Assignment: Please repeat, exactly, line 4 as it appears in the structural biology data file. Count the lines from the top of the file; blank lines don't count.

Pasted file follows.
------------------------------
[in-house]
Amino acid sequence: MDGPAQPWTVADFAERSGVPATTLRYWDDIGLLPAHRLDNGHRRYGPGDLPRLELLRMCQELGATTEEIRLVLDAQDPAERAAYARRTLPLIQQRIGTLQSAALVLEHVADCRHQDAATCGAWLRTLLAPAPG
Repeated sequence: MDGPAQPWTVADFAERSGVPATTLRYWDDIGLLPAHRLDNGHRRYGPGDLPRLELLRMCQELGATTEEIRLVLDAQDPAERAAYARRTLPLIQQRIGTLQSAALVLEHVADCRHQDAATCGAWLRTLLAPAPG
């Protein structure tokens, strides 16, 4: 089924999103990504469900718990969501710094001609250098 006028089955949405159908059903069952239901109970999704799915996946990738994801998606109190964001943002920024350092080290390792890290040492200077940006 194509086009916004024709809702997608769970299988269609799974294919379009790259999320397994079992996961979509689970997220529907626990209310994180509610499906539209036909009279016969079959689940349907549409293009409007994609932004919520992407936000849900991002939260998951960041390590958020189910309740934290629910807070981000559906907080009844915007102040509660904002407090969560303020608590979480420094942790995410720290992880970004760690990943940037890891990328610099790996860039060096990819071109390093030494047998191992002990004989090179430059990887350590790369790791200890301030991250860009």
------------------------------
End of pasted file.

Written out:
């Protein structure tokens, strides 16, 4: 089924999103990504469900718990969501710094001609250098 006028089955949405159908059903069952239901109970999704799915996946990738994801998606109190964001943002920024350092080290390792890290040492200077940006 194509086009916004024709809702997608769970299988269609799974294919379009790259999320397994079992996961979509689970997220529907626990209310994180509610499906539209036909009279016969079959689940349907549409293009409007994609932004919520992407936000849900991002939260998951960041390590958020189910309740934290629910807070981000559906907080009844915007102040509660904002407090969560303020608590979480420094942790995410720290992880970004760690990943940037890891990328610099790996860039060096990819071109390093030494047998191992002990004989090179430059990887350590790369790791200890301030991250860009």